I’m not ashamed, I’m just uncomfortable

I was reading some posts about autism about a week ago and I started asking myself why don’t I write about having asperger’s syndrome very often. It has come up in topic but typically it will go without mention as I focus on other things like humor,inspiration and AA meetings. For the last week I have sort of been writing a post about it in my head. Answers to this question will come to me in bits and pieces and there is not 1 quick 5 word answer that explains it all. There are several factors which goes into this but there was 1 question I felt like I really needed to answer? The question of shame.

Being an alcoholic the theme of shame comes up alot so it’s easy to think that perhaps I am operating out of a place of shame by not talking about my condition very often. But that is not the case. I am not ashamed to say that I am on the autism spectrum. Not at all. I don’t feel guilty and I don’t feel less than. I honestly just feel like my set of challenges that I have been given in life have their own name to it. Don’t we all fall under that category? Think about it. Some see being a woman as having its own set of challenges. Some would say being of color would be its own set of challenges, some would say their sexual orientation, others might be refer to things such as being an alcoholic,overeater,sex addict,drug addict,gambling addict,anorexic,amputeee,cancer stricken,speech impediment,hearing impaired, sight impaired and so on and so on. Looking at the big picture, seeing what the entire world goes through enables me to see that my specific challenge of asperger’s syndrome is nothing to be ashamed of. We all have our challenges. We are not singled out by the universe to have a challenge. So honestly, I am not ashamed,

So why then? Why keep it to myself on 95% of my posts or whatever the number may be? There are several answers but one of them is just simply because I don’t feel like explaining to people what it is. It just seems awkward to me. If somebody asked me what Asperger’s is without being rude I would want to tell them you’re better of looking it up then you are getting an explanation from me. But it want to know what it looks like and how it impacts me I have actually a few posts where I go back and say to myself a person with autism would totally get this. I don’t believe I name Asperger’s in these posts but they certainly reflect being affected by it, I did a post that was the one with the Whitney Houston song and the girl with the def lepard t shirt that is most definitely an aspie experience. My cheesy pun filled jokes are a hallmark of aspies as well. We love puns. My going on rants and bitching about peoples idiosyncrasies are aspie like as well. Using the word idiosyncrasy is an aspie thing to do. Back when I was a pain in the ass is a post I wrote a few months back where I name Asperger’s and that is reflective of my experiences as an aspie as a child. Aspie is a totally acceptable term of endearment for a person with Asperger’s syndrome.

So anyhow, I need to shut this down down. I may get into other reasons for not mentioning often like the fact that I didn’t even know I had Asperger’s until about 10 years ago or so which makes it second nature for me to just not have an explanation for my behaviors and way of thinking and processing. One of the other reasons is having Asperger’s is just one of many ways I define myself. I also define myself as a male, as a sports fan, as an alcoholic, as humorous just so many things other than having Asperger’s. That’s all for now. Have a good day.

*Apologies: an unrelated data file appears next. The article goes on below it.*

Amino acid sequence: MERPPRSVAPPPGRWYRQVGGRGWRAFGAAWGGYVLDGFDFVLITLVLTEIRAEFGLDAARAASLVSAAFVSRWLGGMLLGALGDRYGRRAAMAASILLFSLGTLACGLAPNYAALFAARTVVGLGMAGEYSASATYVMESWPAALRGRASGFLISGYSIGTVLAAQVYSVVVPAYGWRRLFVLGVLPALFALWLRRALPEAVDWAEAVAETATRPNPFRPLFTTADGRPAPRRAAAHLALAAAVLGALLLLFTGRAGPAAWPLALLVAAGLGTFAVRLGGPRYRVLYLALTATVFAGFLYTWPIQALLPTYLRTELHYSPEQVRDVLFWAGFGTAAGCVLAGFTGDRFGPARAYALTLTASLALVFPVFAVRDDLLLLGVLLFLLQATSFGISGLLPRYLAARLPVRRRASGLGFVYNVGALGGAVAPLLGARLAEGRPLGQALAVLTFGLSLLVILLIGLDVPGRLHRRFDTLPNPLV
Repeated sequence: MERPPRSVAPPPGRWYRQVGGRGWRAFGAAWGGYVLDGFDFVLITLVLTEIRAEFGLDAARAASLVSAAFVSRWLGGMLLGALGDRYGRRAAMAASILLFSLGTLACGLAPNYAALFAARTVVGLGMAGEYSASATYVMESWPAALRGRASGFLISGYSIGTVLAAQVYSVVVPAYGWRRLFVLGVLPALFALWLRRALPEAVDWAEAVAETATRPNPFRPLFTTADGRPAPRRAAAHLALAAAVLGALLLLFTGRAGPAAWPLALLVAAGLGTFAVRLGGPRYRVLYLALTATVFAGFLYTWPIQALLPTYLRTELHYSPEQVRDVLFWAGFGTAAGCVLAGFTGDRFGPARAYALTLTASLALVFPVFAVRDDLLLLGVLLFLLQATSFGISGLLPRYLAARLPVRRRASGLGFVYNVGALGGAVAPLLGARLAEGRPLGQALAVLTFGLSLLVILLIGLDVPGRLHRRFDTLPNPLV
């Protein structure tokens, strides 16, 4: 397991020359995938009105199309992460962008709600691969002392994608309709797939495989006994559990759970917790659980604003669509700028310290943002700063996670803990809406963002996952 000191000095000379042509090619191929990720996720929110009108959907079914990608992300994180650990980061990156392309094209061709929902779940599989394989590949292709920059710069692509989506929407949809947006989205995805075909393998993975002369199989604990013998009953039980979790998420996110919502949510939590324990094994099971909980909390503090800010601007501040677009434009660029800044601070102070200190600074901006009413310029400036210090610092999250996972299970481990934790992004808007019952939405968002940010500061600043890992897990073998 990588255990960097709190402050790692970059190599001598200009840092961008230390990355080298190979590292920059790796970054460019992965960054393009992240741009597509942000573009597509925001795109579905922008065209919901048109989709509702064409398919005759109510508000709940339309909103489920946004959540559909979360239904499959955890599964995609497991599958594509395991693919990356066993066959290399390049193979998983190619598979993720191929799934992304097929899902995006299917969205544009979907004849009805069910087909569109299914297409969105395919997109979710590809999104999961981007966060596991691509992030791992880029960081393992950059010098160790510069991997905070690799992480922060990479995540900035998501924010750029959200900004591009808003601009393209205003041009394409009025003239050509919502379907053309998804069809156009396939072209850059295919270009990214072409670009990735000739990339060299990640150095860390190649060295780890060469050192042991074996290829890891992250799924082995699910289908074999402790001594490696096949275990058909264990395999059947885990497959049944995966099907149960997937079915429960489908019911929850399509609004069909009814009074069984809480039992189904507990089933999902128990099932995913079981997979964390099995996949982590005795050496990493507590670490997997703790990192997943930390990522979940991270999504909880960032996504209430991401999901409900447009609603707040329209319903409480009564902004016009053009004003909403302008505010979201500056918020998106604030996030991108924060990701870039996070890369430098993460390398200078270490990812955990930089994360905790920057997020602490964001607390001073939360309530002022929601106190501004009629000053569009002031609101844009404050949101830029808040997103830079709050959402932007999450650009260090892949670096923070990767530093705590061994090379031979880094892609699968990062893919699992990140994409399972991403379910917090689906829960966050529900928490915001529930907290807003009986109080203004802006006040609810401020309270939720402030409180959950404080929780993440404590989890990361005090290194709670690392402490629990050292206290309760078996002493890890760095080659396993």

5 thoughts on “I’m not ashamed, I’m just uncomfortable

  1. Hey Danny,

    I have autism too so I don’t you to feel that you are completely alone.

    Yes, life does bring it’s own challenges and it is our role to overcome the challenges we have in our life. Don’t let your disability be in the way of your dreams. Keep your head up and don’t give up in pursuing what you want to achieve.

    I wrote a blog called Living with Autism in February this year. I only want to reveal to people that I am autistic when I find it meaningful, it’s not something I would like to bring up in regular conversation.

    You may need to proof read your blog again as there were some spelling/grammar mistakes in the post.

    Have a read of my post and let me know what you think.



    1. Thanks so much. I appreciate the support. Nice job on the headstone manor museum post. I will go and check out the Living with autism one as well. And thanks for the heads up on the grammatical errors.


      1. Thanks for your feedback on the Headstone Manor post. It’s really cool to meet someone like yourself.

        I like that you aren’t afraid about being open about yourself and being honest.

        I also found it enjoyable reading your blog because I saw that you thought greatly about what you were going to write and that you were being very creative through running with an idea, you should be proud of yourself.



  2. I’m glad I read this. I know this feeling, “I don’t feel like explaining to people what it is. It just seems awkward to me.” Rightly said, we all have our challenges. These challenges make us. We might feel uncomfortable in sharing them because not everybody understands. But we should accept ourselves the way we are. Self acceptance will allow us to love ourselves. Thanks for writing this 🙂


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